“It’s not about me. It’s not about just Christian. It’s about us.”
Last winter, as the prospect of joining the Vikings became more realistic, Jennings intensely studied the team’s offense.
More than anything, he scrutinized Ponder. His technique, his delivery, his timing.
Jennings needed to see why it was that the then-24-year-old quarterback passed for only 2,935 yards (25th in the league) while accumulating an underwhelming 81.2 rating.
“Not trying to point the finger,” Jennings said. “But in this situation I needed a finger to be pointed. Because hopefully it’s not at Christian.”
With each game he critiqued, Jennings identified Ponder as a young quarterback with an ability to make every throw and athleticism that’s “off the charts.” He also sensed Ponder simply needed more help from his receivers, aid he is certain he can provide.
Jennings also will be asked to become a galvanizing mentor within the receiving group. He will arrive in Mankato with 425 career catches, 6,537 yards and 53 touchdowns. The other 11 Vikings receivers joining him have combined for 127 career grabs, 1,670 yards and 10 TDs.
No wonder receivers coach George Stewart has made certain his ultra-young group appreciates Jennings’ infectious attitude, a presence he likens to Jerry Rice, whom he coached for five seasons in San Francisco.
“Greg’s an encyclopedia,” Stewart said. “So let’s use him. Everything there is to do at that the position, this guy’s done it. He’s seen it, he’s played it, he’s caught it. Let’s ask him questions.”
The road to success
Vikings coach Leslie Frazier has been blown away by Jennings’ unselfishness yet appreciates that edge of ego he brings.
“That’s definitely there, and it’s not a bad thing,” Frazier said. “I like the fact that he wants to be the man. … Greg knows our offense runs through Adrian [Peterson]. But because he’s as smart as he is, he also understands that because of Adrian, it’s going to create so many situations for him that he can thrive in.”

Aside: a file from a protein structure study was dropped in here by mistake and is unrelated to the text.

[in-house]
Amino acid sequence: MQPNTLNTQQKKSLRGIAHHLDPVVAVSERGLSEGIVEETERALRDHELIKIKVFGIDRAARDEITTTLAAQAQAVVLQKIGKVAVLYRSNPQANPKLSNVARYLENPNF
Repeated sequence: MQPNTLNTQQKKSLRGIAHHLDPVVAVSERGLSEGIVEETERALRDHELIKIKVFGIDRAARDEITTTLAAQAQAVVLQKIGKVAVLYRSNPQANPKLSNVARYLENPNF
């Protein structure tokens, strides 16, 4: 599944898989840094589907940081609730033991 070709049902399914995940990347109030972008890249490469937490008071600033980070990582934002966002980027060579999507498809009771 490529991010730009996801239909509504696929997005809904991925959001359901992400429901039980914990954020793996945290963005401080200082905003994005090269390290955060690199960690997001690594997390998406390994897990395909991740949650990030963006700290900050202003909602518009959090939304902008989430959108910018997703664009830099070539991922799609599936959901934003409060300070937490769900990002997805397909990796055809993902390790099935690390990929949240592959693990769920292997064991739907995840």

The Vikings should feel fortunate they were able to reel Jennings in on his free-agent visit. After all, when his flight from Michigan landed at Minneapolis-St. Paul International Airport early on March 15, Jennings came to the curb and was stuck waiting on a ride, an iffy first impression that left his wife, Nicole, unsettled.
And when the limo finally arrived, offensive coordinator Bill Musgrave was a one-man greeting party.
Jennings confesses he had no idea what to think at first. Musgrave was friendly but so reserved, humorous but somewhat shy.
“I couldn’t gauge him,” Jennings said. “And I’m a people person. Normally I grab a vibe instantaneously. But it was kind of weird. I was like, ‘Man, this dude is a little different.’ ”
Luckily, by the time Jennings and Musgrave arrived at Manny’s Steakhouse in downtown Minneapolis to meet a larger and more enthusiastic dinner party that included Frazier, General Manager Rick Spielman and star defensive end Jared Allen, the rapport soared.
Initially, there was so little talk about football and so much more about family and Midwest living and life in general. For Jennings, it was a visit that felt so “authentic and not at all scripted.”